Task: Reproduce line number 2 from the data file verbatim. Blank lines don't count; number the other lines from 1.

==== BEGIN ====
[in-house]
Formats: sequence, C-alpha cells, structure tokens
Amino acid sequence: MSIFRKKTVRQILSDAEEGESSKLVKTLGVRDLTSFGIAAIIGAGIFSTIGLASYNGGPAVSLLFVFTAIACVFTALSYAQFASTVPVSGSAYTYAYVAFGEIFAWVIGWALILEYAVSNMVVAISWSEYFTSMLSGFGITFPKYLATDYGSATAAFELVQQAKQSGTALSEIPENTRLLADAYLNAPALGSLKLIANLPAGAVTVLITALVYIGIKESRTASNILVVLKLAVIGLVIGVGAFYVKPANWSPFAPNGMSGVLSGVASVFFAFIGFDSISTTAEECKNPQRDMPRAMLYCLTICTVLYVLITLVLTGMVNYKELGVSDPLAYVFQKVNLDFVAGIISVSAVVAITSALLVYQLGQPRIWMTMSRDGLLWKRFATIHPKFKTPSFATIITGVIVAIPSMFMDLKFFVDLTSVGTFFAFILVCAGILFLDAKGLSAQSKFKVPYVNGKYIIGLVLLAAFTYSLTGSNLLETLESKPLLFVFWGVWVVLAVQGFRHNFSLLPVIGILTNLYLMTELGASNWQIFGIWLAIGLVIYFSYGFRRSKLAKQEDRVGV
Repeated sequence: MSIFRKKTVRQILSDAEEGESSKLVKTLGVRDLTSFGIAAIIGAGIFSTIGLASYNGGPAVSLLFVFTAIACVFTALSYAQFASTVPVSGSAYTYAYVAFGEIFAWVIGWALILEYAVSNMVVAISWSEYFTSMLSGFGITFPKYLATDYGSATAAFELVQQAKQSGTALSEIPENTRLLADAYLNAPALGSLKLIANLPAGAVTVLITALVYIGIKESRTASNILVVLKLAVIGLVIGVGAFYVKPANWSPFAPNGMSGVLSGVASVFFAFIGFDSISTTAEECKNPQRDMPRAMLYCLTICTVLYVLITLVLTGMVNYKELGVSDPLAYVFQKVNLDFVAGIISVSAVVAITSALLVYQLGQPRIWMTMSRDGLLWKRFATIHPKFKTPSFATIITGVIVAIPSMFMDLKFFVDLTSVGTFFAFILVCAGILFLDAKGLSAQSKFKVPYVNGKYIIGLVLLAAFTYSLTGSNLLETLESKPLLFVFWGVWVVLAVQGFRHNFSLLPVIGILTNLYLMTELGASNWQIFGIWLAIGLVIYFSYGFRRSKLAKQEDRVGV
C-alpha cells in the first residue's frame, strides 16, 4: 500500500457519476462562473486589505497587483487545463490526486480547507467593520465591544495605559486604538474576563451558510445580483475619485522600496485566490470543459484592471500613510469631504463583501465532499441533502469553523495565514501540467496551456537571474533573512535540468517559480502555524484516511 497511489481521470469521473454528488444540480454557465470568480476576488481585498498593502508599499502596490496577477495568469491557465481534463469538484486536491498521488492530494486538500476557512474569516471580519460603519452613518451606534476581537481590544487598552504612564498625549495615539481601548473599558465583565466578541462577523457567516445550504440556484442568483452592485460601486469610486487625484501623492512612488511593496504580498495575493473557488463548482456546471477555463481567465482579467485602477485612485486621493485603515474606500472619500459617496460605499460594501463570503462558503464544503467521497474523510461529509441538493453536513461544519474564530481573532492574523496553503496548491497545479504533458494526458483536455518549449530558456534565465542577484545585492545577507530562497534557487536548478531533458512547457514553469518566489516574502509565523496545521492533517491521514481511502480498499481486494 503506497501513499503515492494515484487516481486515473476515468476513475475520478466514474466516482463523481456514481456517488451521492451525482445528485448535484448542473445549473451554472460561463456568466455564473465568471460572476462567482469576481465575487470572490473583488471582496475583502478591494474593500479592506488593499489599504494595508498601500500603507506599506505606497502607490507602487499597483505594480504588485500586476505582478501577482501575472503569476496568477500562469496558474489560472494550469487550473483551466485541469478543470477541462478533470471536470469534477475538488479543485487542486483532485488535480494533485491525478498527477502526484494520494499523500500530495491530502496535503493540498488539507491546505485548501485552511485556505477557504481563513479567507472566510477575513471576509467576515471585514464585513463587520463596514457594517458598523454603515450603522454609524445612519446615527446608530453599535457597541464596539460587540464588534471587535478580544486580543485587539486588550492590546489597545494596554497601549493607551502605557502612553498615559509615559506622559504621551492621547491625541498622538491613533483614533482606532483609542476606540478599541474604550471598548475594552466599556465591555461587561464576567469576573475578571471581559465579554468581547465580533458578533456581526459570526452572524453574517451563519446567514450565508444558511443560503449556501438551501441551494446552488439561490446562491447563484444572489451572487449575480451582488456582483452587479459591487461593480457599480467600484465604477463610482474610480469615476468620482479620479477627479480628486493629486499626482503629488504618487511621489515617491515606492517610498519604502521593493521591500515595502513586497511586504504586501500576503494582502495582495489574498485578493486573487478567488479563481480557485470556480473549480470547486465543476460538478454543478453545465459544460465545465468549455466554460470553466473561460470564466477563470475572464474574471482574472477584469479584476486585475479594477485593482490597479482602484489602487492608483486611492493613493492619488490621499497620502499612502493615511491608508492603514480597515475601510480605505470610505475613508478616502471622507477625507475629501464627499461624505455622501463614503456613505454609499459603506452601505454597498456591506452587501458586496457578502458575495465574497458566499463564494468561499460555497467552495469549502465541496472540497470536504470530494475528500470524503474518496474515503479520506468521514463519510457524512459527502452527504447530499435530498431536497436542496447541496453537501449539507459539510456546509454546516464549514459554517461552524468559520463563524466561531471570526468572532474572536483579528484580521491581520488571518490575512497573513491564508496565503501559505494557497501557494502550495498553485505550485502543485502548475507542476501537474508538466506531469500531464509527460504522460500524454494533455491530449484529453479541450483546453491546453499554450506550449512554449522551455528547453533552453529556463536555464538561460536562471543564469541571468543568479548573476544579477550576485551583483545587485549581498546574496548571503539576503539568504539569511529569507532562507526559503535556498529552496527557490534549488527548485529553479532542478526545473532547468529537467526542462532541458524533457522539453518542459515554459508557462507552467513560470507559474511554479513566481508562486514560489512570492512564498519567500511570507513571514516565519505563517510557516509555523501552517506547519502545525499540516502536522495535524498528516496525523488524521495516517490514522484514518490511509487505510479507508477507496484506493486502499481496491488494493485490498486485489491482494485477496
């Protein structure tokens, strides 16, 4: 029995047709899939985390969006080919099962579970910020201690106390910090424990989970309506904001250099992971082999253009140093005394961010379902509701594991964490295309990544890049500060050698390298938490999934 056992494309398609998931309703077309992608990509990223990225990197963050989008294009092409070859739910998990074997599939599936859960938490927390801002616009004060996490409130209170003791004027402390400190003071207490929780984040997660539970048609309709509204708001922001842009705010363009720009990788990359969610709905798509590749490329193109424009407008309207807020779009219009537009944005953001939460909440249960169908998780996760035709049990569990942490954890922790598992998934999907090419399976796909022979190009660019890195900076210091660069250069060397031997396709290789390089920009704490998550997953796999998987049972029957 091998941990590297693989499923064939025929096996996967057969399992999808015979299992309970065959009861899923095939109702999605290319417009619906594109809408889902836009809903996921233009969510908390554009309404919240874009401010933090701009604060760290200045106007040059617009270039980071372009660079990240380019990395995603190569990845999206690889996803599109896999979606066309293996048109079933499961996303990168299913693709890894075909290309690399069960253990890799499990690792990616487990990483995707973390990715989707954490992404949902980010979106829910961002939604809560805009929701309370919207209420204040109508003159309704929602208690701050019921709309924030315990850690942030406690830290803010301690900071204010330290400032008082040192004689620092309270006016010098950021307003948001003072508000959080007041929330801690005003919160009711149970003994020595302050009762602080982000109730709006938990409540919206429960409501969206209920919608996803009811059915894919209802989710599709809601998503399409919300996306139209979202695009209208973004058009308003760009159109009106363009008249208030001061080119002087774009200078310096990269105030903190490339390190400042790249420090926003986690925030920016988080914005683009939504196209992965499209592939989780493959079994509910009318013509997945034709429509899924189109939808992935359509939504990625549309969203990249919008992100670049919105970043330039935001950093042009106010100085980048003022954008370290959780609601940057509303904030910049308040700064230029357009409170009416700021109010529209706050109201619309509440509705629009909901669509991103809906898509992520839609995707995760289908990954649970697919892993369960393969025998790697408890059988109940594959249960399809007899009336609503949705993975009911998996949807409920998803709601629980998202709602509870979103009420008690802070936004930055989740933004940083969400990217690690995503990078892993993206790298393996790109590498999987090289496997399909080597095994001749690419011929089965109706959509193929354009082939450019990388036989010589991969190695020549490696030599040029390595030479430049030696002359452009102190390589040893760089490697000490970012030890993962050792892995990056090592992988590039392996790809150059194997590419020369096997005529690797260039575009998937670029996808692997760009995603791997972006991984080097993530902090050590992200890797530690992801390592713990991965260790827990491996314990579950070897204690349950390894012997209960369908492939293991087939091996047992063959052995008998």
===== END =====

Formats: sequence, C-alpha cells, structure tokens